Based upon our current knowledge the presence of PLD is not a good indication whether a Basset will develop glaucoma or not. The vast majority of Bassets with PLD will not develop glaucoma, but some will. On the other hand, we have seen Bassets that develop aggressive glaucoma in the absence of any PLD.

If you read the Iowa university report you will see even with the diagnostic test they use it is not posible to determing if a puppy dog under 1 year will develop glaucoma and it takes multiple test over a span of time, There is much debate in the Basset community on the validatity of the Iowa model and many think there are multiple causes and different heritity pattern in each.
 

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As the owner of a basset hound blind from glaucoma I know the disease pretty well. I think the time to do the CERF is on each parent before they breed. If either parent shows even a minimal trait she should not breed them.
Anyway, if, God forbid, a dog develops glaucoma it is not the end of the world. Francis is almost 13 and has been blind most of his life to no real ill effect.
He's still the King of the Entire Universe (can't see any competition) and Master of Our World.
Love him to death.
 

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Bevy, do you mind if I contact you privately to talk about your experience with His Majesty's glaucoma? Lightning's affected eye seems to be getting worse very quickly.
 

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I think the time to do the CERF is on each parent before they breed.
I agree that they should have the CERF, but it does not test for any indicators of glaucoma.

Ginger is blind too, but not from glaucoma. She manages very well.
 

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I may be taking Esa in Jan. to Long Island to have the Laser test done. If it goes as planned I can let you know what,if anything ,I can forward on to you. If the breeders lines have been clear of glaucoma so far then I don't think the risk is high of your puppy developing it.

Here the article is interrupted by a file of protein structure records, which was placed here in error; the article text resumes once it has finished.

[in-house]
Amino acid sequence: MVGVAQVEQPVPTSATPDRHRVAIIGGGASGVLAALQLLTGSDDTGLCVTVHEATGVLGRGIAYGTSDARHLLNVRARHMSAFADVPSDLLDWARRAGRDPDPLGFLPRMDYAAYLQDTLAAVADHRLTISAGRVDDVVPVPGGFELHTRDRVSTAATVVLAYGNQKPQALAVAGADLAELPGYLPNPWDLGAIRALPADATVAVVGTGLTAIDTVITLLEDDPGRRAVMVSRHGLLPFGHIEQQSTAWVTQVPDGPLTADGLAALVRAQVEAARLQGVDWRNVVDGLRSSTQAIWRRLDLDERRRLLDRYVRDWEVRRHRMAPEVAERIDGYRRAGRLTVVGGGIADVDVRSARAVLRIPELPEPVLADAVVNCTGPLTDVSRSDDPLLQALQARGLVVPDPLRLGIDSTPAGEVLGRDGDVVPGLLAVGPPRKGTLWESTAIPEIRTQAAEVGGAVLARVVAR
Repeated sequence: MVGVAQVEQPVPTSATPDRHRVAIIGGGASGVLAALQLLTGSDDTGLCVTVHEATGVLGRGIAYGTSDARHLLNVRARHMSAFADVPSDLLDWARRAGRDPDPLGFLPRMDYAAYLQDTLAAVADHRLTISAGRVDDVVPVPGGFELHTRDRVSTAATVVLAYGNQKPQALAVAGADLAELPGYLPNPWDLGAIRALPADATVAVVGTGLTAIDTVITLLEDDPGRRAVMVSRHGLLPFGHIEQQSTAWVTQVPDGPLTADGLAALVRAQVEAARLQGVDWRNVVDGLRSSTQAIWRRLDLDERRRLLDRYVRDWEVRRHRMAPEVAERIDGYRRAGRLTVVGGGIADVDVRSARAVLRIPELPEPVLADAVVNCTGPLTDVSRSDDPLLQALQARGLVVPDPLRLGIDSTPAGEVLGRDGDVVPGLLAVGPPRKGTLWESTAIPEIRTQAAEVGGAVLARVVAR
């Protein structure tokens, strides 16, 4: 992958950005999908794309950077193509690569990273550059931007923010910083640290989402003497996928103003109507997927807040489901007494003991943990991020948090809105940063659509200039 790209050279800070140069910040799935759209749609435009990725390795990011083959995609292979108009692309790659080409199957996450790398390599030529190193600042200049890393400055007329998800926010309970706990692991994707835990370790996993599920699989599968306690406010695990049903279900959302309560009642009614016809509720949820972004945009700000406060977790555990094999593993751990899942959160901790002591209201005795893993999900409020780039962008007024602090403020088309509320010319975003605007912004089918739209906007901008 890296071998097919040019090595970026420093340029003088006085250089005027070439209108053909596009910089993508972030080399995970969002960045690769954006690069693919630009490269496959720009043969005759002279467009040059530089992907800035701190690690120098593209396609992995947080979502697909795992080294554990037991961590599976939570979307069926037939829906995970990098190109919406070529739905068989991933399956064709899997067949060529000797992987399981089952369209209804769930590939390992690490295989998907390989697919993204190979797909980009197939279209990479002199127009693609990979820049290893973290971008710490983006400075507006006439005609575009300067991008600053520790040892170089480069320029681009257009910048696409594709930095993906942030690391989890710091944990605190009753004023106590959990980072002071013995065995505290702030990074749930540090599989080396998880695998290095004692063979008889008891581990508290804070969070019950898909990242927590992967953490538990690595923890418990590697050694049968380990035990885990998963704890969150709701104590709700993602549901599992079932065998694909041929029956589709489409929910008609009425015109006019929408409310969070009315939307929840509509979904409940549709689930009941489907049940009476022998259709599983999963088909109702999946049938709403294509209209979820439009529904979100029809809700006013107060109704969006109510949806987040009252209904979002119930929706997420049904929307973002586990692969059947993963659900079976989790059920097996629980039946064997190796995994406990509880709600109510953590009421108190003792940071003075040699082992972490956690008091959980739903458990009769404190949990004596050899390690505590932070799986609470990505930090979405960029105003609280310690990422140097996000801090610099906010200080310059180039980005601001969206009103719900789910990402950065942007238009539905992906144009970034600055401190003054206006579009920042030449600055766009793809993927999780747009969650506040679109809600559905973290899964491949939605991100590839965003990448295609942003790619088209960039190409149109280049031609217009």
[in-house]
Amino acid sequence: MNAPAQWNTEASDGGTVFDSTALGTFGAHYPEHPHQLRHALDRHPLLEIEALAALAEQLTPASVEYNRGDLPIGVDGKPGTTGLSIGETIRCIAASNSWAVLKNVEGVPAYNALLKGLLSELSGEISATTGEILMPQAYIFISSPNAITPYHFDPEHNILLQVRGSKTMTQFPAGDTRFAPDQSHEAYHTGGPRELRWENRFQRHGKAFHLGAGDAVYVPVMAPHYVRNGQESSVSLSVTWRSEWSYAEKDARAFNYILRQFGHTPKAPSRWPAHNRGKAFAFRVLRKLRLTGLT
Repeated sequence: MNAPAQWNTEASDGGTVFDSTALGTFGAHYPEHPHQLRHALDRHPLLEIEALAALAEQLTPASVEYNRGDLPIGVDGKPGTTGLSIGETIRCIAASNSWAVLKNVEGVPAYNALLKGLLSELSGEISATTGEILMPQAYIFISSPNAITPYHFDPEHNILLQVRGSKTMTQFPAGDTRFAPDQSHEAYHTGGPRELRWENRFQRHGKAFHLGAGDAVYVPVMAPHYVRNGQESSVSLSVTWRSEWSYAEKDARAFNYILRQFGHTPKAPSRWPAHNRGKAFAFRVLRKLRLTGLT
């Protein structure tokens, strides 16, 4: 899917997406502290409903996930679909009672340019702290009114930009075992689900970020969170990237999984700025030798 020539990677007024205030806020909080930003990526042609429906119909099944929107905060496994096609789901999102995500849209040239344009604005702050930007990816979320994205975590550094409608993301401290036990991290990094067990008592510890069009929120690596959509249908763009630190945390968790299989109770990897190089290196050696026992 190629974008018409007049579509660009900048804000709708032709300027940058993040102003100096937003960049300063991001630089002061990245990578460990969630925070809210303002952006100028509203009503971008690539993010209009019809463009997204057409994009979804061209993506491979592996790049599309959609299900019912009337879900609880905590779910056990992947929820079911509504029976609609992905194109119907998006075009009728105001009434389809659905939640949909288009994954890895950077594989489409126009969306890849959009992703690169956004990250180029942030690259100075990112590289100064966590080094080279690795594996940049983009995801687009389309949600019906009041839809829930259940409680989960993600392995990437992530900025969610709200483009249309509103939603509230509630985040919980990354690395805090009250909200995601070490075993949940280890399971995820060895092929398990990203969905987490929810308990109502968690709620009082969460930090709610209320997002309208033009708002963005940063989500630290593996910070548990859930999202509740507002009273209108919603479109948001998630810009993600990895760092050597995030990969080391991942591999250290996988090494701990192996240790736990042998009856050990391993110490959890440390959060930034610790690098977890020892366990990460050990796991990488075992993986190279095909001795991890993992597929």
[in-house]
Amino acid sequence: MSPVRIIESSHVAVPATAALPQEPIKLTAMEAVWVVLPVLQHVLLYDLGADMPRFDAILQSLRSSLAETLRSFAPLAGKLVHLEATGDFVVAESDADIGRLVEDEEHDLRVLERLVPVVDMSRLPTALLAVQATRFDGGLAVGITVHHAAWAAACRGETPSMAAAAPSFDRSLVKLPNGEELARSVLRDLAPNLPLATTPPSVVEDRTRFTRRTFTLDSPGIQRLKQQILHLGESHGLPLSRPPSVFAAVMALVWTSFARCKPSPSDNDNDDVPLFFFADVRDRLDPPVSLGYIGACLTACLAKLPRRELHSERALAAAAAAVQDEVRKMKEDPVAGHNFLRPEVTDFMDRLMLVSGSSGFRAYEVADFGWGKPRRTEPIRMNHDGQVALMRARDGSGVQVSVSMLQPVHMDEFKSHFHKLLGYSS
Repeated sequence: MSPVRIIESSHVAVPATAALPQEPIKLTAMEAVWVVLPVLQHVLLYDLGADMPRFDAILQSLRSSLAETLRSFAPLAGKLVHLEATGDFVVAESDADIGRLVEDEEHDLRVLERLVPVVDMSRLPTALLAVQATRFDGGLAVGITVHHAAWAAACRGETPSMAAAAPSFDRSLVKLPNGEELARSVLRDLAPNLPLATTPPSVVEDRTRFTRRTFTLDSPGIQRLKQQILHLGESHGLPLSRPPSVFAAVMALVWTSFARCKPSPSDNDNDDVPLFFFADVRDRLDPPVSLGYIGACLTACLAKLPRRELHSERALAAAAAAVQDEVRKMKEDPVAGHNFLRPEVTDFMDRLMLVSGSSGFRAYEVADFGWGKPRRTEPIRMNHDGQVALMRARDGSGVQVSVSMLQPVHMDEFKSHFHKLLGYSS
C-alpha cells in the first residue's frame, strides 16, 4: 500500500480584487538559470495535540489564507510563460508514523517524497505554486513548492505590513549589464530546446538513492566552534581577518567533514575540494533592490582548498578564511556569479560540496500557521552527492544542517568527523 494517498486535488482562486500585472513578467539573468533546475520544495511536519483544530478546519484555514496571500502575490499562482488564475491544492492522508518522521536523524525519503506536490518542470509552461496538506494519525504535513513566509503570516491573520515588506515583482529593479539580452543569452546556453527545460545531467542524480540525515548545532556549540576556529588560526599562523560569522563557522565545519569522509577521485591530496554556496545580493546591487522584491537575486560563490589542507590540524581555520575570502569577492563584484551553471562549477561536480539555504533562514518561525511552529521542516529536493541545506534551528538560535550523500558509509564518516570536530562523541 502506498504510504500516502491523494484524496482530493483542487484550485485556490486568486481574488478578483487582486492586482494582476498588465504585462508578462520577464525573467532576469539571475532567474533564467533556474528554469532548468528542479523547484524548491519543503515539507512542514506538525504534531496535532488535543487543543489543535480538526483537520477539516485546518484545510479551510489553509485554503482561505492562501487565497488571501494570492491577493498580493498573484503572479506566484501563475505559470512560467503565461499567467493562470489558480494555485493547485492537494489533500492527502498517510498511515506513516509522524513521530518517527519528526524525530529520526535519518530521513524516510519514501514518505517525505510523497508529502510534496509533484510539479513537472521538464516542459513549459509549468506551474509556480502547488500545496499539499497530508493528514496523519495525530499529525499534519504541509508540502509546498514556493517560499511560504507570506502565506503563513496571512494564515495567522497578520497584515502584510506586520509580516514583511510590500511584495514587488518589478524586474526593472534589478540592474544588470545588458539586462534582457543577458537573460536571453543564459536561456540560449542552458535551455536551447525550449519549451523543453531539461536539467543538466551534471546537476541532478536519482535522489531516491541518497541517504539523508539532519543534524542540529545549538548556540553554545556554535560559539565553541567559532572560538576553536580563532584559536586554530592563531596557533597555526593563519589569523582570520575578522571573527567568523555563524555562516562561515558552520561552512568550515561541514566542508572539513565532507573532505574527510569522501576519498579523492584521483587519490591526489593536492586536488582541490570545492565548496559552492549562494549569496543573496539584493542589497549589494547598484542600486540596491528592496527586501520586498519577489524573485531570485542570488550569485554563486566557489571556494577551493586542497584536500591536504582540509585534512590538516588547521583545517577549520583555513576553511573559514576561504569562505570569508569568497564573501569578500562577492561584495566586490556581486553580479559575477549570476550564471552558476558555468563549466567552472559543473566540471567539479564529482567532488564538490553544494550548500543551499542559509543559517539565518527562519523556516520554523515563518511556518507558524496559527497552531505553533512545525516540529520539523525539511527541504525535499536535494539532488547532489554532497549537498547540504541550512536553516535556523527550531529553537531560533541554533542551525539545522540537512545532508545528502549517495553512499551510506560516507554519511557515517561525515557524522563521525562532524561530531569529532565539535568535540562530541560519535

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YEah I'd say history is the greatest tell tale sign plus the parents should have had a gonioscopy done to check for glaucoma. Have to be over the age of two to get a decent reliable result though so I don't know what kind of test that breeder ran on a puppy. CERF really doesn't mean squat in the case of bassets aside from checking the eyelids to make sure they don't roll in.
 

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YEah I'd say history is the greatest tell tale sign plus the parents should have had a gonioscopy done to check for glaucoma.
The problem is a gonioscopy is not diagnostic for basset hounds and glaucoma for other breed perhaps, but there are too many clears the end up with glaucoma and al lot of not so good to terribles that never have a problem on has to consider if it actual does more harm than good because too much value is placed on it when the best tool currently is a very broad pedigree analysis of which includes a lof of the offspring and siblings off the dogs in the pedigree. That is a big problem with testing in general Unless it is a definitive genetic test for a particular disease in a particular breed, there is going to be some false positive and negative that are going to give some owners false sense of security and some quality breeding stock is going to be unecessarily eliminated decrease the overal genetic deversity of the breed as well. It is very important to discuss the limitation of such testing
 

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I need to take Lightning back to the opthamologist soon, and I'll try to remember to ask some of these questions. It will probably be too late for you, jscaldwell, but at least we can get add it to the pile of information on this forum.